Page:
Homemade Naan Bread Yoghurt Garlic Coriander

Homemade Naan Bread Yoghurt Garlic Coriander

Homemade Naan Bread

Bread again I know, but the simple dough is so versatile and a quick comfort food. The homemade naan bread is no more difficult than basic bread recipe.  Wait a minute, I know not everyone has a tandoori oven in the kitchen or the back yard but that should not stop you. 

Naan Bread The Origin

Today the word Naan has become synonymous with Indian cookery and especially a curry.  Surprisingly the word “nan” originates from Middle Perisian and it wasn’t until 1979 the familiar word of Naan was established.  Naan today literary means flat bread and can be associated with many cuisines of the world. The best ever naan bread I ever bought was in Stoke on Trent and made to order.  The queue was usually outside the door but it was well worth the wait. I would buy at least 10 at a time and freeze what I did not use.  I hope that they are as good today as they were, I have now moved away from the area hence the reason why I opt for the homemade naan.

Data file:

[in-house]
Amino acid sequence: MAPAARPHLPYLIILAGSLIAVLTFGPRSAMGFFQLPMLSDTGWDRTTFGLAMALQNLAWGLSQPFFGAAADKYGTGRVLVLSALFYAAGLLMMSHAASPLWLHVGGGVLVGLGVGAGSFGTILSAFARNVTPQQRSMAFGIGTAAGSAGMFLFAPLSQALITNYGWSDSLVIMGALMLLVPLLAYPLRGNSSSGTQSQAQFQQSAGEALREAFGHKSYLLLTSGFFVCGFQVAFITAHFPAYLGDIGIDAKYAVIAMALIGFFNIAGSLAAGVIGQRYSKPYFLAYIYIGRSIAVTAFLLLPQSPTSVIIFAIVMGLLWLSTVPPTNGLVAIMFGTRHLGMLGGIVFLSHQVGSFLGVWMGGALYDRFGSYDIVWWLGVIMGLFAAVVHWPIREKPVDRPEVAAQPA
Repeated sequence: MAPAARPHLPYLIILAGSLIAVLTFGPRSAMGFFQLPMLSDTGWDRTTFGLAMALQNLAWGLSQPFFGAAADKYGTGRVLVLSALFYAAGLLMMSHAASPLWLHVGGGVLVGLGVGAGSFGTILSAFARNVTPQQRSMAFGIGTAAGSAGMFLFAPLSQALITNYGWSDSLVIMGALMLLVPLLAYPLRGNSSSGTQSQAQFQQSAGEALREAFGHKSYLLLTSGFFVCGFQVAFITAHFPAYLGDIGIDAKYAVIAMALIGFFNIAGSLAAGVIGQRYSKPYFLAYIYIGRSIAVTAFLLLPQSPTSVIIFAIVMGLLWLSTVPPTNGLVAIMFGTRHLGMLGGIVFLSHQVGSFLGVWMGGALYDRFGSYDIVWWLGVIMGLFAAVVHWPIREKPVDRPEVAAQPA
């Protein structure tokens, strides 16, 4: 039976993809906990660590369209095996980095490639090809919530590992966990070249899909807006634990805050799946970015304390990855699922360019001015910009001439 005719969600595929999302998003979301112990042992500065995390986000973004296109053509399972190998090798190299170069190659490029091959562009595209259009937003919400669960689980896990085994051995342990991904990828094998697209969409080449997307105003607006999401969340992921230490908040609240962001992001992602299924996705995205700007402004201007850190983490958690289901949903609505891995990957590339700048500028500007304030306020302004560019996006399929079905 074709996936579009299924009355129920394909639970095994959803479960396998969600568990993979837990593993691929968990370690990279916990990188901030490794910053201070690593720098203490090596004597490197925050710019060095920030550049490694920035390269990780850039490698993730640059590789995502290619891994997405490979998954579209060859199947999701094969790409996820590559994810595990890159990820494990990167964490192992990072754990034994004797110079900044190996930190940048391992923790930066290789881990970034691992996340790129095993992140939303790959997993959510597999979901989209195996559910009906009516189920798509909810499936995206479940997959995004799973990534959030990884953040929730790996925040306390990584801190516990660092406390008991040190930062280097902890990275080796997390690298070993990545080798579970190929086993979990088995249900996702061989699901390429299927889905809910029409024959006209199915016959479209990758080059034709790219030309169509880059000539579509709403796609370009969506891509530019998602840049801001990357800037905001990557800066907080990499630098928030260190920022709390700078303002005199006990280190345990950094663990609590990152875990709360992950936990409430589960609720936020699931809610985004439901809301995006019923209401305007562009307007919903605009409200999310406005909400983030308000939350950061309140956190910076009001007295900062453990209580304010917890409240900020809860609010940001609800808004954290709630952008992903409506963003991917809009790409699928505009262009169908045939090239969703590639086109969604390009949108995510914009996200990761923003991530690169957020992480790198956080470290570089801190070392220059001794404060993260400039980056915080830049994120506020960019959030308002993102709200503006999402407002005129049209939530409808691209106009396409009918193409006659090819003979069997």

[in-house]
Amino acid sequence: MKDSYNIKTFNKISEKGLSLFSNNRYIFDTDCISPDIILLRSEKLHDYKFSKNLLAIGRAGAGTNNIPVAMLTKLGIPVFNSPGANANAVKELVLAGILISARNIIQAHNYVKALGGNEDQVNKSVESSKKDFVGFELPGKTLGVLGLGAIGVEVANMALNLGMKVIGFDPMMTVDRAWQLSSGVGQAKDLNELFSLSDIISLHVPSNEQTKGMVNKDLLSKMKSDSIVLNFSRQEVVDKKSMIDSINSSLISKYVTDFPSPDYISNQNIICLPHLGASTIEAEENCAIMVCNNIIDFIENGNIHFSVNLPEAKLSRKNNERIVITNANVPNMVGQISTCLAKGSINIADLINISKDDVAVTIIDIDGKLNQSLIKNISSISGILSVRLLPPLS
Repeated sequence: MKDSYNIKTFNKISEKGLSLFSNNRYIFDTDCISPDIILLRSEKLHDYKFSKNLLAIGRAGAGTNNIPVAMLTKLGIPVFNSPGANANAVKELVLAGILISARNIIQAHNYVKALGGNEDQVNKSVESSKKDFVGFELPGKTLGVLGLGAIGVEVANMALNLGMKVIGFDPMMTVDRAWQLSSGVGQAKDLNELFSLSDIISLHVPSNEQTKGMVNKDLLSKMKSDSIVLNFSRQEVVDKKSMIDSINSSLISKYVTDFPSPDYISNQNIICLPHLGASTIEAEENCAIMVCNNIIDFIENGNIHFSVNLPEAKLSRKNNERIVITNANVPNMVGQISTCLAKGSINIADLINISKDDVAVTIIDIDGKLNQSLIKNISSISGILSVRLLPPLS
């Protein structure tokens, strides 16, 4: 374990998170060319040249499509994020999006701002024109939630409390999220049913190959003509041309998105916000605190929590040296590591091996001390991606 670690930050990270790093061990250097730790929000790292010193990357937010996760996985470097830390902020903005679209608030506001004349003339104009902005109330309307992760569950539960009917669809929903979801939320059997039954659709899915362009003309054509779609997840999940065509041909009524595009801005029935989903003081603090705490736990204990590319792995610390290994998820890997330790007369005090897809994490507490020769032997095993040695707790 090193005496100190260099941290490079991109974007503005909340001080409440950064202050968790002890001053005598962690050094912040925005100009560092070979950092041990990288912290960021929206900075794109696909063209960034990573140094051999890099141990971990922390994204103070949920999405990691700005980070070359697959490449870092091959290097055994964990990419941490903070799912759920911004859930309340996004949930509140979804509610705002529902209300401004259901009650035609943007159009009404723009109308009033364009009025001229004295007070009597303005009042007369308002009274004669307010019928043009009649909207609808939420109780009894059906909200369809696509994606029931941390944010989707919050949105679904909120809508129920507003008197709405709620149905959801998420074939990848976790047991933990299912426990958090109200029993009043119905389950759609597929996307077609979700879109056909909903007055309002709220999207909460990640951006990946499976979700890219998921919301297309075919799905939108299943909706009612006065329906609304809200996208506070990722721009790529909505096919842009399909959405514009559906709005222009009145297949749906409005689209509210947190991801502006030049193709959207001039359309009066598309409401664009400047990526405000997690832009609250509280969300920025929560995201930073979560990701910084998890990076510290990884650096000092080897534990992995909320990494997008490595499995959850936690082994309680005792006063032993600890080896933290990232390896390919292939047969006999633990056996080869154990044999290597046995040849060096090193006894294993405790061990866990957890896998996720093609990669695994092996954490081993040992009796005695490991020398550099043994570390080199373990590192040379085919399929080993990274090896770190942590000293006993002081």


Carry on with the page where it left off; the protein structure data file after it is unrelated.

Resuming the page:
Homemade naan bread
Naan dough rolled and ready for the pan

Why Homemade Naan Bread

Everyone loves a Ruby Murray and I must confess that it was quite late in life that the eureka moment came. The dish I had to break my virginity was a lamb pasanda made with mild spices and almonds. Eventually I was adventurous enough to work my way through the menu to more spiced flavorful dishes. The lasting memory of that first Indian meal was mopping up the pasanda curry sauce with bread. In fact it was quite a liberating experience eating with ones fingers having been raised on the 1960’s table etiquette practices. The bread of course was the naan bread, but ignorance is not always bliss. So why no shop bought bread? well every time I do have one it leaves me feeling bloated, it must be the additives.

Homemade Naan Bread The Flour